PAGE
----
Libya plans to sell its second bank

TRIPOLI — The Libyan government plans to sell a second state-owned bank to private investors as part of reforms to expand the private sector role in the oil dependent economy, the North African country's central bank chief said.

By (Reuters)

Published: Thu 30 Jun 2005, 10:34 AM

Last updated: Thu 2 Apr 2015, 2:49 PM

"The privatisation of state-owned banks is beginning with the sell-off of Sahari and Wahda banks. We announced early this month the sale of Sahari bank and now an assessment operation of Wahda bank is under way before its privatisation," Ahmed Al Menissi told Reuters late on Tuesday on the sidelines of a meeting of Maghreb central bank governors in Tripoli.

He did not say when Wahda's privatisation might start in earnest and gave no details on the sell-off of Sahari bank but said Libya was seeking to prepare the country's banking system to withstand foreign competition.

Officials had said earlier that Libya would partly privatise five banks before the end of this year and let foreign banks hold up to 50 per cent. The move is part of Libyan efforts to liberalise its economy as it recovers from years of sanctions and political isolation.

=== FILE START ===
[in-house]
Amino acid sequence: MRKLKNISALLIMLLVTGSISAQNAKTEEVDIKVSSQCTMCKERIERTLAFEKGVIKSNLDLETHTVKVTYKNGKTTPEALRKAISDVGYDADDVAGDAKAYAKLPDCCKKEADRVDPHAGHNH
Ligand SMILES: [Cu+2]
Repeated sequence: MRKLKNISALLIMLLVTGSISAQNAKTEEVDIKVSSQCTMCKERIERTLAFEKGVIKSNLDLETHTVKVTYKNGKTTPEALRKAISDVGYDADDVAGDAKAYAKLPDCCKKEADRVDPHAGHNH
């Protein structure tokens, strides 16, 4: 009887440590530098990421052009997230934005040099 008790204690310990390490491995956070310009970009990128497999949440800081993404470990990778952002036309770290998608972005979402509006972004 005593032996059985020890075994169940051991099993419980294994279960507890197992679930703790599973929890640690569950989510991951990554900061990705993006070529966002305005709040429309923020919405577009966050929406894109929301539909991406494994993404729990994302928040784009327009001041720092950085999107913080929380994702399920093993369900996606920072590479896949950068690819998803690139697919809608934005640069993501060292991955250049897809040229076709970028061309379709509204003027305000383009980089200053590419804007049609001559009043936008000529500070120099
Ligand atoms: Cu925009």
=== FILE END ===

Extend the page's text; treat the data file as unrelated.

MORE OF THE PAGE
U.N. sanctions were lifted in 2003 after Libya took responsibility for the 1988 Lockerbie aircraft bombing and agreed to a compensation deal.

The United States then revoked a broad trade embargo in 2004 but keeps Tripoli on a U.S. list accusing it of being a state sponsor of terrorism, which means some restrictions remain.

"The new banking law approved this year allows foreign banks to operate in Libya but we need time to strengthen our banks and enable them to face competition," Menissi said.

"Our banks will be able to compete against foreign banks at home when they cut costs and shed some branches and likely cut the workforce," he added.

He gave no details on the Sahari and Wahada banks but other officials said the two are among the leading five state banks.

Menissi said planned reforms of the local banking system include restructuring and mergers.

He said he and counterparts from Algeria, Mauritania, Morocco and Tunisia gathered for the one-day meeting in Tripoli to prepare for the meeting of Africa's central bank chiefs next month.

The five countries form the Arab Maghreb Union, with Libya holding the grouping rotating presidency.

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